Getting Around Scotland
There are several small airports in the north of Scotland that are served by flights from Glasgow and, in some cases, from Aberdeen, Inverness and Edinburgh as well. These include Barra, Benbecula, Kirkwall (Orkney), Sumburgh (Shetland), Stornoway and Tiree. The islands are accessible by ferry too, but if your time is limited, it may be worth taking a flight. The landing strip at Barra is especially spectacular – planes land on the beach! Flybe (www.flybe.com) operates most routes.
The main motorways within Scotland connect Edinburgh with Glasgow (M8); Edinburgh with Stirling (M9); and the Forth Bridge, near Edinburgh, with Perth (M90). The main cross-country road, the A9, connects Perth with Inverness and Thurso. National Tourist Routes are brown-signposted scenic roads.
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In general, the internal trunk road network is better and more direct on the east coast, and roads north of Inverness tend to be slower and often single track. Snow is common in winter, especially in the Highlands, and motorists are advised to follow local advice concerning weather conditions. The main cross-country road, the A9, connects Perth with Inverness and Thurso.
Roads in Scotland are classified as in the rest of the UK. Categories include: motorways; A roads, linking major towns and cities; B roads, which connect to A roads and link smaller roads to the network; classified unnumbered roads, which tend to be minor roads; and unclassified roads, which are local roads.
All the major international car hire companies are represented in Scotland's cities and larger towns.
It's easy to hail a taxi on the street or pick one up at a taxi rank in the larger cities. Taxis in Edinburgh and Glasgow are metered black hackney cabs, so are highly visible. In smaller towns, you may need to call up a taxi in advance; hotels and tourist information centres will be able to provide numbers.
Scotland has a wealth of quiet roads suited to cycling. Highlights include the Border Loop in the south, the northwest Highlands, the route from Barra to Lewis (with ferry crossings) and the Glasgow-Inverness stretch of Sustrans Route 7. Most cities and larger tourist towns offer bike hire. Scotland's mountain biking is world class too. Downhill junkies can test their mettle on the UK's world cup course at the Nevis Range ski area. The 7stanes, meanwhile, are seven superb courses in the south of Scotland.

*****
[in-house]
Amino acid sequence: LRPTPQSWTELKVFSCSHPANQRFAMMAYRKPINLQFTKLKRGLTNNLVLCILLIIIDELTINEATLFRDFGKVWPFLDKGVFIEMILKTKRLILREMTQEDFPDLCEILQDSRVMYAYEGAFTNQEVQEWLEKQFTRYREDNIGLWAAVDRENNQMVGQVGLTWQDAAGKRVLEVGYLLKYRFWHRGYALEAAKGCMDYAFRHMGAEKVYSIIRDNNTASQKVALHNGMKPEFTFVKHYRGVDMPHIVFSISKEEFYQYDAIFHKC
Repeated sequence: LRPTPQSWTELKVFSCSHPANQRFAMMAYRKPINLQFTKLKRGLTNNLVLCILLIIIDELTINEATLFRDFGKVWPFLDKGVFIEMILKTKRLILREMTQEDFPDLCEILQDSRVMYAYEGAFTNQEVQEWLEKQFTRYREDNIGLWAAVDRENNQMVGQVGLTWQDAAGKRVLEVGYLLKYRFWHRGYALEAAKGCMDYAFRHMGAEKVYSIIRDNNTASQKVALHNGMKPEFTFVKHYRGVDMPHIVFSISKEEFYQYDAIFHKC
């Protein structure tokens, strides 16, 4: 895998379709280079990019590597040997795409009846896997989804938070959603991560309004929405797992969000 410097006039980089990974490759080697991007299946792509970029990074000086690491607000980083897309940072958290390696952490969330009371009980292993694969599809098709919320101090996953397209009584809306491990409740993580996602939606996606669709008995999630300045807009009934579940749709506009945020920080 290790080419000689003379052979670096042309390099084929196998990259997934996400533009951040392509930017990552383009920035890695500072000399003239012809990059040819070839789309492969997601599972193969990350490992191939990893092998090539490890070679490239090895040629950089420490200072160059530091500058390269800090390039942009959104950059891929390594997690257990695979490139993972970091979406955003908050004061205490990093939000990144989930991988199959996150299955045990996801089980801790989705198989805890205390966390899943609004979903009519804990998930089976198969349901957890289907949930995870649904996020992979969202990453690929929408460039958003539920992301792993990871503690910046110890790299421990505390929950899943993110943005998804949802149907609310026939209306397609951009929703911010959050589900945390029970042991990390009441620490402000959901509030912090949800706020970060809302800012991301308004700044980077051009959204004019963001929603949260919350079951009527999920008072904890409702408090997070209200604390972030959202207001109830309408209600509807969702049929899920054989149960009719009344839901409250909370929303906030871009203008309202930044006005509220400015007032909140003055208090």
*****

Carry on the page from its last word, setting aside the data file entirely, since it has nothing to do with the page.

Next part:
Scottish Citylink (tel: 0871 266 3333; www.citylink.co.uk) is Scotland's main coach operator, connecting over 200 towns and cities across the country. The Explorer Pass offers savings if you're planning on making a few journeys.
Speed limits are 48kph (30mph) in urban areas, 113kph (70mph) on motorways and dual carriageways, elsewhere 80kph (50mph) or 97kph (60mph) as marked. Seat belts must be worn by the driver and front seat passenger. Where rear seat belts have been fitted, they must also be worn. It is illegal to use a hand-held mobile phone while driving. The minimum driving age is 17.
The AA (www.theaa.com) and RAC (www.rac.co.uk) are able to provide a full range of services to UK members touring the UK. These organisations can also assist people who are travelling from abroad with maps, tourist information and specially marked routes to major events or places of interest. In the event of a breakdown, call the AA on 0800 887 766 or RAC on 0844 273 7172.
National driving licences are valid for one year. Drivers must have third party insurance and vehicle registration documents.
All the major towns and cities have bus services. Glasgow also has an underground and a suburban train network. Edinburgh is building a controversial and much delayed tram line, which is due for completion in 2014.
ScotRail (tel: 0845 755 0033; www.scotrail.co.uk) operates train services across Scotland. There are good services connecting all the main towns, particularly in the Edinburgh-Glasgow area. Many of the routes that pass through the Highlands (such as Perth-Inverness, Inverness-Kyle of Lochalsh and Glasgow-Fort William-Mallaig) are spectacular. The network extends right up to Thurso and Wick in the extreme north of the country.
Train tickets tend to be cheaper if booked in advance. Even if you book up to 1800 the previous evening, you’ll usually save money. Railcards offer up to a third off travel for families, travellers over 60, young people and disabled travellers (www.railcard.co.uk).
Freedom of Scotland pass: allows four days’ travel within eight days or eight days’ travel within 15 days. The pass covers journeys on all trains within Scotland, ferry travel on Caledonian MacBrayne and Argyll Ferries (20% discount available on Northlink Ferries), and numerous coach routes. Available to UK residents from ScotRail (www.scotrail.co.uk) or to overseas residents from BritRail (www.britrail.com).
Highland Rover: allows four days’ travel within eight days on trains, ferries and coaches in the Highlands. Available from ScotRail or BritRail.
Central Scotland Rover: allows three days’ travel within seven days on trains between Glasgow and Edinburgh along with unlimited travel on the Glasgow Underground. Available from ScotRail or BritRail.
Ferry services operate between the mainland and all the Scottish islands. Caledonian MacBrayne (tel: 0800 066 5000; www.calmac.co.uk) operates the largest network of ferries on the River Clyde and west coast, serving many islands, including the Inner and Outer Hebrides. Northlink Ferries (tel: 0845 600 0449; www.northlinkferries.co.uk) operates services to Orkney and Shetland; from Aberdeen to Lerwick (some via Kirkwall, Orkney); and from Scrabster to Stromness (journey time - 1 hour 30 minutes).